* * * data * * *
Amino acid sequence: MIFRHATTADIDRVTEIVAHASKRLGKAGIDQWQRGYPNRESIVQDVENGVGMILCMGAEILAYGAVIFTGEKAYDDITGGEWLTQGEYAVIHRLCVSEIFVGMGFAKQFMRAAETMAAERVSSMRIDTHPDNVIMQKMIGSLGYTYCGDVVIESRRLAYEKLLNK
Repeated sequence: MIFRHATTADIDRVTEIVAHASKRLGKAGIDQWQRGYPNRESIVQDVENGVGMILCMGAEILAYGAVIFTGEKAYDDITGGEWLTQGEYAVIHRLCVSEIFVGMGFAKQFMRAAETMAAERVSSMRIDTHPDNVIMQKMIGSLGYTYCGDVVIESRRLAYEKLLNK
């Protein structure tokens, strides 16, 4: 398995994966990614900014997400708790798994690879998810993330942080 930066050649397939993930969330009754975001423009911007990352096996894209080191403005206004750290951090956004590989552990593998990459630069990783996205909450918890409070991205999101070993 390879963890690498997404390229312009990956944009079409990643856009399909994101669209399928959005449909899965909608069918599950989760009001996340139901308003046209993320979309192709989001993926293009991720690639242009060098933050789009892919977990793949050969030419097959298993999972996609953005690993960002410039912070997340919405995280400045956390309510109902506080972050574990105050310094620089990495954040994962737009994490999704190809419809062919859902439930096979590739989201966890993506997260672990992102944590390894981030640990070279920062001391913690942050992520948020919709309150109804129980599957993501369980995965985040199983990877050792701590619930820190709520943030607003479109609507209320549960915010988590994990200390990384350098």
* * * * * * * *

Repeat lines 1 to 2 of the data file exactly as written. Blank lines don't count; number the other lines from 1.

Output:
Amino acid sequence: MIFRHATTADIDRVTEIVAHASKRLGKAGIDQWQRGYPNRESIVQDVENGVGMILCMGAEILAYGAVIFTGEKAYDDITGGEWLTQGEYAVIHRLCVSEIFVGMGFAKQFMRAAETMAAERVSSMRIDTHPDNVIMQKMIGSLGYTYCGDVVIESRRLAYEKLLNK
Repeated sequence: MIFRHATTADIDRVTEIVAHASKRLGKAGIDQWQRGYPNRESIVQDVENGVGMILCMGAEILAYGAVIFTGEKAYDDITGGEWLTQGEYAVIHRLCVSEIFVGMGFAKQFMRAAETMAAERVSSMRIDTHPDNVIMQKMIGSLGYTYCGDVVIESRRLAYEKLLNK